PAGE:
The health implications are usually more intense in developing countries with fewer capacities to reduce the health consequences. The current El Niño from 2015 to 2016 is predicted to be the worst in recent years, and comparable to the El Niño in 1997-1998, which had major health consequences worldwide. In Eastern Africa, as a result of the El Niño in 1997-1998, WHO found that rainfall patterns were unusually heavy and led to serious flooding and major outbreaks of malaria, cholera and Rift Valley Fever.
Based on the latest UN figures, the report estimates 60 million people will be impacted by El Niño this year with many suffering health consequences.
When asked what the Federal Government is doing to reduce the impact of climate change, Jubril said, "Some agencies have been setup such as Great green wall initiative (GGW) aimed at battling desert encroachment particularly in the northern part of the country."
He added that some other organization and departments within the ministry of environment have been put in place, "particularly in erosion and coastal management which involves arresting the effect of sea level and rise in coastal erosion to solve the disastrous consequences of climate change". There are six technical departments apart from the agencies involved in the environmental regulation. Both the ministry of state and ministry of environment are ready to tackle any effect that climate change would bring.
The minister advised the public to make efforts to plant trees in their various communities and not leave it only to the State Government but play a part to ensure tree -planting is a must.
Meanwhile, several studies have shown that climatic factors are an important determinant of various vector-borne diseases, many enteric illnesses and certain water-related diseases. Both temperature and surface water have important influences on the insect vectors of vector-borne infectious disease. Of particular importance are vector mosquito species, which spread malaria and viral diseases such as dengue and yellow fever.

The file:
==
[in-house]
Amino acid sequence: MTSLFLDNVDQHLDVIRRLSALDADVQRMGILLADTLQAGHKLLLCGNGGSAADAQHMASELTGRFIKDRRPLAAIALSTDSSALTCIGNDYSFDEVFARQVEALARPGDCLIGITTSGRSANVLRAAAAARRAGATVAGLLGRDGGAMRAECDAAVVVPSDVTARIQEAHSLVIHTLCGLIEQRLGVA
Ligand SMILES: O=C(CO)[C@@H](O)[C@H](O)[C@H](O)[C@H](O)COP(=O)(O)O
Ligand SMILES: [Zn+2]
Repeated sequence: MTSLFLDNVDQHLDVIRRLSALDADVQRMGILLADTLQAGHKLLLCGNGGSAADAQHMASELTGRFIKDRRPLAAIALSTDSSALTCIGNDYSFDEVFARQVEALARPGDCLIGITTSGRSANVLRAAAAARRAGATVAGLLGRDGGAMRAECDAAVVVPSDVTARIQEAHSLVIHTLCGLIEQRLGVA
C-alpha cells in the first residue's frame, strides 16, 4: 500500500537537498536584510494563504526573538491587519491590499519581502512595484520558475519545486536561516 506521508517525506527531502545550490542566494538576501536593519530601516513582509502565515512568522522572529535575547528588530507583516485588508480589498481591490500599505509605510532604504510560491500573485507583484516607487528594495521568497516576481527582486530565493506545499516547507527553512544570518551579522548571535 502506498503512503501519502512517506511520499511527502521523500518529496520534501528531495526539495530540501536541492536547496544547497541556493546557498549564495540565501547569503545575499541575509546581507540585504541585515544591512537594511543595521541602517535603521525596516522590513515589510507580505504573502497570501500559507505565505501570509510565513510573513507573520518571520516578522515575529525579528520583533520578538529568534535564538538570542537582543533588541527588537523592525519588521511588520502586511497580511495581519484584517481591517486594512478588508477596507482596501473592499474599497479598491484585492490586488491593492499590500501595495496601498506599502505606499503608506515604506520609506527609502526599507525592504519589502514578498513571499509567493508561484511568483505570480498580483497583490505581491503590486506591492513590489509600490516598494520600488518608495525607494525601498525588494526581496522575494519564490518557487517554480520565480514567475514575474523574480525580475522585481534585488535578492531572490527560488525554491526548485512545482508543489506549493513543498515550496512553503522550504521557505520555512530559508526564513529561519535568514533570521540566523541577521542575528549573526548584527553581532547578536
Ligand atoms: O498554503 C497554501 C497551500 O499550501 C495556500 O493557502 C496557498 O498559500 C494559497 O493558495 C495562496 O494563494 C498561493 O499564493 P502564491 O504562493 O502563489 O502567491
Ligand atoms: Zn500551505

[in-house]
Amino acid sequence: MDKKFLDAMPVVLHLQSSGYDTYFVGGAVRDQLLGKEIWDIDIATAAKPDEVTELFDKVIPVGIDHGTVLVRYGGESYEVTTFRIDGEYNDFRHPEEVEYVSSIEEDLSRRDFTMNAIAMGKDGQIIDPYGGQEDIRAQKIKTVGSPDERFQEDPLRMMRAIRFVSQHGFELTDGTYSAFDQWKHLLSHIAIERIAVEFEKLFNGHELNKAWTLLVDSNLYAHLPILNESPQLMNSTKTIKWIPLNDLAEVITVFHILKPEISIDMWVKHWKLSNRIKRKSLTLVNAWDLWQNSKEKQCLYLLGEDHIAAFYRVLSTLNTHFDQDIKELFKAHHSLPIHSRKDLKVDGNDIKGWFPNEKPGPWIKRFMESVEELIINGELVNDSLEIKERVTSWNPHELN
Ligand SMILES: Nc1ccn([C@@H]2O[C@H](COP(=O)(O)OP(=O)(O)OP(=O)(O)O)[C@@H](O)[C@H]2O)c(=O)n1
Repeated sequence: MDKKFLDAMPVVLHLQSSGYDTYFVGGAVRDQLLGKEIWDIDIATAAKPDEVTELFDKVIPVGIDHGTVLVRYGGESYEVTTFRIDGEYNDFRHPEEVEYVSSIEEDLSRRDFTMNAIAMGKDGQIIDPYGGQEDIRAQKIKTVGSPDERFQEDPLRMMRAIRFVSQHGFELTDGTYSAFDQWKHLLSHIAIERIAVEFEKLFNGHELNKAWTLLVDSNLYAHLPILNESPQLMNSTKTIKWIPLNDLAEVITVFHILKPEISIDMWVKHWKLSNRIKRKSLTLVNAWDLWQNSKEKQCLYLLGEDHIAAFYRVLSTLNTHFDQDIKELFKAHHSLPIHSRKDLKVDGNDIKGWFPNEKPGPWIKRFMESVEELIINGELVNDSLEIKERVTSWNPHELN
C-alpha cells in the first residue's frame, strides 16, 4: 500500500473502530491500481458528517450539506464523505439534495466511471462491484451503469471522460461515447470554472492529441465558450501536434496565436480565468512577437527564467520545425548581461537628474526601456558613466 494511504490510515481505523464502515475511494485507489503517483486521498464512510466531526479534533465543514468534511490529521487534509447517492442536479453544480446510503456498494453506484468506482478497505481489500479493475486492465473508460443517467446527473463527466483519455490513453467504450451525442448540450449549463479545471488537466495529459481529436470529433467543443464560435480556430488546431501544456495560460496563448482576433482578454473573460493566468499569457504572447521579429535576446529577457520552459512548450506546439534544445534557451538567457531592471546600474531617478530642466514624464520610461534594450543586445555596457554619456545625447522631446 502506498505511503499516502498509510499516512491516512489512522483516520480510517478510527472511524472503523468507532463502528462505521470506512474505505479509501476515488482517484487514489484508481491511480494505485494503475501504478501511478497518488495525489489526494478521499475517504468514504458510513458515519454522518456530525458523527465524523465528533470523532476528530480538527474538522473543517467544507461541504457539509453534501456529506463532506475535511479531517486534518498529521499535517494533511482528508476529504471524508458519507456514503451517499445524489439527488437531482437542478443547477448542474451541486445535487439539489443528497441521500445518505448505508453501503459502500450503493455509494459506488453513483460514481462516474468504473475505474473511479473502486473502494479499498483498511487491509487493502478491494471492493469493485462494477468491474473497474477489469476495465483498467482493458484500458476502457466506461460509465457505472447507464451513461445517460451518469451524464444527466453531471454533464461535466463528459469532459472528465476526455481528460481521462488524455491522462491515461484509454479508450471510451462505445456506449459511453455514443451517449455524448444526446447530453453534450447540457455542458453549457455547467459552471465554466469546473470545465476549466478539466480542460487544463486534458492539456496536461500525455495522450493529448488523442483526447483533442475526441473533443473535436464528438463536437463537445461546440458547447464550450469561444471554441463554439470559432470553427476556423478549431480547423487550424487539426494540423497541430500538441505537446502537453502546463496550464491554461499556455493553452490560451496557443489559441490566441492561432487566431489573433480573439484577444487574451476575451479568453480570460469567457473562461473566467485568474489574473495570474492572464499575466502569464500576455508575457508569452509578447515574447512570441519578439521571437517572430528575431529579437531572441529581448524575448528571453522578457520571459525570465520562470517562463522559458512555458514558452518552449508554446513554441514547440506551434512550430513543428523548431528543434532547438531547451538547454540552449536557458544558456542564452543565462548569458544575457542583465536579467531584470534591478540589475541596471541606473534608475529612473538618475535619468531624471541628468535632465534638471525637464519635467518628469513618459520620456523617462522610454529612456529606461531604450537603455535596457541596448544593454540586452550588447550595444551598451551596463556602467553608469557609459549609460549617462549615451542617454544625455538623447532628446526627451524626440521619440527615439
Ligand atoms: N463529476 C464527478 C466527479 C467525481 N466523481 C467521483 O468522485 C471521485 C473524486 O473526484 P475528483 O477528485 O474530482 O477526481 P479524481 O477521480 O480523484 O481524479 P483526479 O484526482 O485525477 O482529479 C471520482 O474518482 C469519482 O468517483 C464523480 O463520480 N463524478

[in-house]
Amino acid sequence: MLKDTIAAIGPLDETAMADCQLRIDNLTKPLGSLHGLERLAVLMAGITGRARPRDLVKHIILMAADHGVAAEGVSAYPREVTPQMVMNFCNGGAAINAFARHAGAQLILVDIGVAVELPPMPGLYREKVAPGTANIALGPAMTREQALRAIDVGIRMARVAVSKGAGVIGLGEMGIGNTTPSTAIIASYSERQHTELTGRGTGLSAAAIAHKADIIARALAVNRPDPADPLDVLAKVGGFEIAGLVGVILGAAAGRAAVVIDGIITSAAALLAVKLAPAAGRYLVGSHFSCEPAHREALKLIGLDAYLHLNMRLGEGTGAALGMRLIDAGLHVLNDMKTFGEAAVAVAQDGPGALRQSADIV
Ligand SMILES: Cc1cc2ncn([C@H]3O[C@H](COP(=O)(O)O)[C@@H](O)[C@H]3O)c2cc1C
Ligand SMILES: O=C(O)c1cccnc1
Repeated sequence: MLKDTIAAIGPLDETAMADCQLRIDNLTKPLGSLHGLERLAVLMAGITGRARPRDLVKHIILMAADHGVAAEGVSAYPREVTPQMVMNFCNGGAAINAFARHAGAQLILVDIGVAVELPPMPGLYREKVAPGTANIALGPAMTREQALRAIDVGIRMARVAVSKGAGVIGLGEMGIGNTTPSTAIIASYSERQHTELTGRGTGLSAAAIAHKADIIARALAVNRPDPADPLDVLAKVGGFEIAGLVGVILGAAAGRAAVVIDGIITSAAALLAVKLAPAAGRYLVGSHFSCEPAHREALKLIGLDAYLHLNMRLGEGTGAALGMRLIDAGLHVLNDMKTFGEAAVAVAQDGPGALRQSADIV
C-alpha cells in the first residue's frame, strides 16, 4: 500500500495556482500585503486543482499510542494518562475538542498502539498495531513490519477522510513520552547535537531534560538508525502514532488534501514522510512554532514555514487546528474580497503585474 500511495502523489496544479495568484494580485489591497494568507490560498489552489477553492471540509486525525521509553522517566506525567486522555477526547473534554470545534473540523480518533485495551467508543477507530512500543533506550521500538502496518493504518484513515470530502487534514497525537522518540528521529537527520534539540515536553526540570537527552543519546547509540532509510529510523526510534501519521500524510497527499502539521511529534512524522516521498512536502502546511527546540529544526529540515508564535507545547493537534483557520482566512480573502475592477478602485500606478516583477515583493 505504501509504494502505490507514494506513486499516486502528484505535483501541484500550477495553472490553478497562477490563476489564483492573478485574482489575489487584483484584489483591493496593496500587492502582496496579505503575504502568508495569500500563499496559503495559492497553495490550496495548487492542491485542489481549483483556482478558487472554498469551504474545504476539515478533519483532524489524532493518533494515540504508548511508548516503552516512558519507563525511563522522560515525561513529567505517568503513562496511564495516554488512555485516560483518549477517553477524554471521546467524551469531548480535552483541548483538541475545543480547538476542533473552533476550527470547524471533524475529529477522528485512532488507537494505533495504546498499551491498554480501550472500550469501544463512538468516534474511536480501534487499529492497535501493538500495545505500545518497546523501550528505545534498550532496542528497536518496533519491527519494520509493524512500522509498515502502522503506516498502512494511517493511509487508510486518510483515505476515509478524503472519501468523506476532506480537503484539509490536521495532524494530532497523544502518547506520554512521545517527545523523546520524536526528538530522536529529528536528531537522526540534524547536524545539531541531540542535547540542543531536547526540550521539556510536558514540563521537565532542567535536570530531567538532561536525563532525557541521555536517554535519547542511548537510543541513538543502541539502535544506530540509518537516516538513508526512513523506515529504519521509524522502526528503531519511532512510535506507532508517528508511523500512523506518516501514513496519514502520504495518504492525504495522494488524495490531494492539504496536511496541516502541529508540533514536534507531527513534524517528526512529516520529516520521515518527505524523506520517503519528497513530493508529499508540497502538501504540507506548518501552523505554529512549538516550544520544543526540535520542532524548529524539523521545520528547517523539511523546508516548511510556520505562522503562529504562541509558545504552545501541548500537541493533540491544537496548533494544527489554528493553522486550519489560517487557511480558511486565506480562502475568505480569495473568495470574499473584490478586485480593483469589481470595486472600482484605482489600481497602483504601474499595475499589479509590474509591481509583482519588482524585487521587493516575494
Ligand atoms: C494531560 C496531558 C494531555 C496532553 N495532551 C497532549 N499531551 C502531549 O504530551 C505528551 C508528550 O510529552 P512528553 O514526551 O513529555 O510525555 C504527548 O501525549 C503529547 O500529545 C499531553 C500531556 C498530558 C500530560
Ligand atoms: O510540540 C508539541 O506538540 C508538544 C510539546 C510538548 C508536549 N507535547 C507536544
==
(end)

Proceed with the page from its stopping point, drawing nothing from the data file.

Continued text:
In Nigeria, a study by the United States Embassy in 2011 revealed an estimated 100 million malaria cases with over 300,000 deaths per year.
Recent research has shown that malaria thrives in the hot and humid areas where the Anopheles mosquito can live. As the climate warms, the territory where the mosquito and the malaria parasite will be able to live will likely expand, putting more people at risk. Already dengue fever, another mosquito-borne tropical disease, has re-established itself in the Florida Keys, where it was wiped out decades ago. Furthermore, heavy rain and warm temperatures have helped the mosquitoes carrying Zika thrive global warming is aggravating the problem.
An Associate Director of the Center for Health and the Global Environment, Harvard University, Dr. Aaron Bernstein said: "All pathogens viruses, bacteria, fungi and parasites are temperature-sensitive. Furthermore, they have differences in how they reproduce and they infect people and other animals based on the temperature they are living at."
Similar to mosquitoes, rodents are highly adaptable. They will respond readily to disturbances in the environment brought about by climate change. Rodents reproduce fast (up to seventeen litters a year). They eat whatever humans' eat, and thrive on contaminated water and food. Rodents are vectors for a variety of deadly diseases.
They multiply in temperate regions following mild wet winters, act as reservoirs for various diseases. Certain rodent-borne diseases are associated with flooding, including leptospirosis, tularemia and viral hemorrhagic disease (Lassa fever).
Bernstein added: "Although few people are aware of the impact climate change may have on their health, the health effects are serious and widespread."